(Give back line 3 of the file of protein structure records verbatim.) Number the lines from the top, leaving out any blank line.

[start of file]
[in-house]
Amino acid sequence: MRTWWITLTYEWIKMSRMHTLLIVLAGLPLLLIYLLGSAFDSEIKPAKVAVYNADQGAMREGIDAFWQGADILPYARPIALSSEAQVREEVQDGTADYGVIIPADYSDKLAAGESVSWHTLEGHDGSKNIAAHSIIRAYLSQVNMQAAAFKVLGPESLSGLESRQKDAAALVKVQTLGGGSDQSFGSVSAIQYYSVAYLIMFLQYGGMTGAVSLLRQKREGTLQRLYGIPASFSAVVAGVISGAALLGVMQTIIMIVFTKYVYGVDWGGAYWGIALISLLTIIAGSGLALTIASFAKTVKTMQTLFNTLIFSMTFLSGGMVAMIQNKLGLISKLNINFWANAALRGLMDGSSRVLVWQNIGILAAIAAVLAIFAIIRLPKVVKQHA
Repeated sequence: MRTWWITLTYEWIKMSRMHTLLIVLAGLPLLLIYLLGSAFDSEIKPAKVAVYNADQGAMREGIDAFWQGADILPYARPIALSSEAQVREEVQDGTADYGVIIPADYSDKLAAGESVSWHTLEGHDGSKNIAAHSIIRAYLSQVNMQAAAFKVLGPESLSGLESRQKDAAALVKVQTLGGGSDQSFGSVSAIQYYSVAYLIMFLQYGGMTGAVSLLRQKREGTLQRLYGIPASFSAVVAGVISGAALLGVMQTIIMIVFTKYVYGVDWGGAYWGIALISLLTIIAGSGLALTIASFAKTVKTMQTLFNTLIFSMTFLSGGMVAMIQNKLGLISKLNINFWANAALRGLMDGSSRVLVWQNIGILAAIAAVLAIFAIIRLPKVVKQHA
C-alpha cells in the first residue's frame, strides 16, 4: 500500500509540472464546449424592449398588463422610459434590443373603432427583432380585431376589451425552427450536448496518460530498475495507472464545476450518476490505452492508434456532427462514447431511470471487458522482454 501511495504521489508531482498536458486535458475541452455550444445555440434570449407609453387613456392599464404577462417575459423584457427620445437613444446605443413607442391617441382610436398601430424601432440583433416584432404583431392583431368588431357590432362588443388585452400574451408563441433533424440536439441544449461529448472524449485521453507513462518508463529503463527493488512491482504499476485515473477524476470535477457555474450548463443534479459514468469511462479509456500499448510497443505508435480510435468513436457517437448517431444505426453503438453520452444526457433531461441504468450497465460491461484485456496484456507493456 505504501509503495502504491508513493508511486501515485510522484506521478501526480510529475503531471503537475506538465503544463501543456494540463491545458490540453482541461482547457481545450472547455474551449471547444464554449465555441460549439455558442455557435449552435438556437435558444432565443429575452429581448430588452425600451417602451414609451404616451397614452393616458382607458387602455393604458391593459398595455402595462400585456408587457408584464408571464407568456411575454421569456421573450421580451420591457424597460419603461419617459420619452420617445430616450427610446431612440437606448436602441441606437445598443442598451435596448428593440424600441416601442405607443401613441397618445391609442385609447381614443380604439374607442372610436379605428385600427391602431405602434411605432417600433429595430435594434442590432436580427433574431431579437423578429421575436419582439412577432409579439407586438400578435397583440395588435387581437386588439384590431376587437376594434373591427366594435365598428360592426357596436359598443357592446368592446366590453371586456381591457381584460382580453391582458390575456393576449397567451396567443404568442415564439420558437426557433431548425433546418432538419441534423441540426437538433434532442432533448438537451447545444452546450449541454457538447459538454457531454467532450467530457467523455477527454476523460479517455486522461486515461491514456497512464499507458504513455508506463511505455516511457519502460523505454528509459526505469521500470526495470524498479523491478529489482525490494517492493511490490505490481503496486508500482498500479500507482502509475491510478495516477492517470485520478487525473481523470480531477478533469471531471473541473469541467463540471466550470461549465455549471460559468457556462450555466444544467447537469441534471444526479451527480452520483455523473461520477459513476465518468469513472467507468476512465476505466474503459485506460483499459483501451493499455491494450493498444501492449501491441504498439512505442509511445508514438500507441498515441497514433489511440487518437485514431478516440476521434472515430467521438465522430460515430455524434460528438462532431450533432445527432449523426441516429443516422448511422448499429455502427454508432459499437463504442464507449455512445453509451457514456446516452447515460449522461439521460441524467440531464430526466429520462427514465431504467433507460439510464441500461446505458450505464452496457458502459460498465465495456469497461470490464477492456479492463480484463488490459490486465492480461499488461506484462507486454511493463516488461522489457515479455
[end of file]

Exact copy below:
Repeated sequence: MRTWWITLTYEWIKMSRMHTLLIVLAGLPLLLIYLLGSAFDSEIKPAKVAVYNADQGAMREGIDAFWQGADILPYARPIALSSEAQVREEVQDGTADYGVIIPADYSDKLAAGESVSWHTLEGHDGSKNIAAHSIIRAYLSQVNMQAAAFKVLGPESLSGLESRQKDAAALVKVQTLGGGSDQSFGSVSAIQYYSVAYLIMFLQYGGMTGAVSLLRQKREGTLQRLYGIPASFSAVVAGVISGAALLGVMQTIIMIVFTKYVYGVDWGGAYWGIALISLLTIIAGSGLALTIASFAKTVKTMQTLFNTLIFSMTFLSGGMVAMIQNKLGLISKLNINFWANAALRGLMDGSSRVLVWQNIGILAAIAAVLAIFAIIRLPKVVKQHA